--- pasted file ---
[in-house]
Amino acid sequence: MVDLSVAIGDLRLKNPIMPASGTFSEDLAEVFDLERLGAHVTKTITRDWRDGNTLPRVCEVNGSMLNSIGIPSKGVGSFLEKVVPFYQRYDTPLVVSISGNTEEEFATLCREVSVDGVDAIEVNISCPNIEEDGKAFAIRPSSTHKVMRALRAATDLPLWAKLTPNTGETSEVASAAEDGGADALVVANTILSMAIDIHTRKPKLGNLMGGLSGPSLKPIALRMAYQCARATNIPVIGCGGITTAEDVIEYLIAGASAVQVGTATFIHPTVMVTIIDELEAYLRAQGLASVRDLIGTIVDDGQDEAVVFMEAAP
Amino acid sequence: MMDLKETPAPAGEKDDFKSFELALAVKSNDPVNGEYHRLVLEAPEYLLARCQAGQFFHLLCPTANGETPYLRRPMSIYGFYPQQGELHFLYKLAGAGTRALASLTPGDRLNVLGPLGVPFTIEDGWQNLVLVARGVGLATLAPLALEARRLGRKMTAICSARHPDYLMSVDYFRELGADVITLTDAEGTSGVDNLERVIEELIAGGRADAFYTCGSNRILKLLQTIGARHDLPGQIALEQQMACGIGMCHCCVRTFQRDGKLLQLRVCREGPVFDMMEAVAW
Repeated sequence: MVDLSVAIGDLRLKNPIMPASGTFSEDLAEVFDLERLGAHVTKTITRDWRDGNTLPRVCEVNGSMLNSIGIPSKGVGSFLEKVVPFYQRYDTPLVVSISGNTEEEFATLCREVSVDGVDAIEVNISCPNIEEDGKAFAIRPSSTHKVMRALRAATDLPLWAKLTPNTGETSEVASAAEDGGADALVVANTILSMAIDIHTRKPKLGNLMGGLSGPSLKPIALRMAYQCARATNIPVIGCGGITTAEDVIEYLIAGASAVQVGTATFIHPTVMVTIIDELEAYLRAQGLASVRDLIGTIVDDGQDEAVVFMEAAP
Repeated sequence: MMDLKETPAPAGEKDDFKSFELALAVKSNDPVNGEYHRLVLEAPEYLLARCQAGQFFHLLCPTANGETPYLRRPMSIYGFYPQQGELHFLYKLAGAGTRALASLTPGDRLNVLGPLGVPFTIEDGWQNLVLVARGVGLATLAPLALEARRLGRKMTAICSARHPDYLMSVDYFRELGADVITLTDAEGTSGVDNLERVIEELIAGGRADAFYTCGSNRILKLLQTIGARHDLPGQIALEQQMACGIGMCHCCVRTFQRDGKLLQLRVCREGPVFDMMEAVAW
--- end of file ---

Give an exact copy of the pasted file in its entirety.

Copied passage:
[in-house]
Amino acid sequence: MVDLSVAIGDLRLKNPIMPASGTFSEDLAEVFDLERLGAHVTKTITRDWRDGNTLPRVCEVNGSMLNSIGIPSKGVGSFLEKVVPFYQRYDTPLVVSISGNTEEEFATLCREVSVDGVDAIEVNISCPNIEEDGKAFAIRPSSTHKVMRALRAATDLPLWAKLTPNTGETSEVASAAEDGGADALVVANTILSMAIDIHTRKPKLGNLMGGLSGPSLKPIALRMAYQCARATNIPVIGCGGITTAEDVIEYLIAGASAVQVGTATFIHPTVMVTIIDELEAYLRAQGLASVRDLIGTIVDDGQDEAVVFMEAAP
Amino acid sequence: MMDLKETPAPAGEKDDFKSFELALAVKSNDPVNGEYHRLVLEAPEYLLARCQAGQFFHLLCPTANGETPYLRRPMSIYGFYPQQGELHFLYKLAGAGTRALASLTPGDRLNVLGPLGVPFTIEDGWQNLVLVARGVGLATLAPLALEARRLGRKMTAICSARHPDYLMSVDYFRELGADVITLTDAEGTSGVDNLERVIEELIAGGRADAFYTCGSNRILKLLQTIGARHDLPGQIALEQQMACGIGMCHCCVRTFQRDGKLLQLRVCREGPVFDMMEAVAW
Repeated sequence: MVDLSVAIGDLRLKNPIMPASGTFSEDLAEVFDLERLGAHVTKTITRDWRDGNTLPRVCEVNGSMLNSIGIPSKGVGSFLEKVVPFYQRYDTPLVVSISGNTEEEFATLCREVSVDGVDAIEVNISCPNIEEDGKAFAIRPSSTHKVMRALRAATDLPLWAKLTPNTGETSEVASAAEDGGADALVVANTILSMAIDIHTRKPKLGNLMGGLSGPSLKPIALRMAYQCARATNIPVIGCGGITTAEDVIEYLIAGASAVQVGTATFIHPTVMVTIIDELEAYLRAQGLASVRDLIGTIVDDGQDEAVVFMEAAP
Repeated sequence: MMDLKETPAPAGEKDDFKSFELALAVKSNDPVNGEYHRLVLEAPEYLLARCQAGQFFHLLCPTANGETPYLRRPMSIYGFYPQQGELHFLYKLAGAGTRALASLTPGDRLNVLGPLGVPFTIEDGWQNLVLVARGVGLATLAPLALEARRLGRKMTAICSARHPDYLMSVDYFRELGADVITLTDAEGTSGVDNLERVIEELIAGGRADAFYTCGSNRILKLLQTIGARHDLPGQIALEQQMACGIGMCHCCVRTFQRDGKLLQLRVCREGPVFDMMEAVAW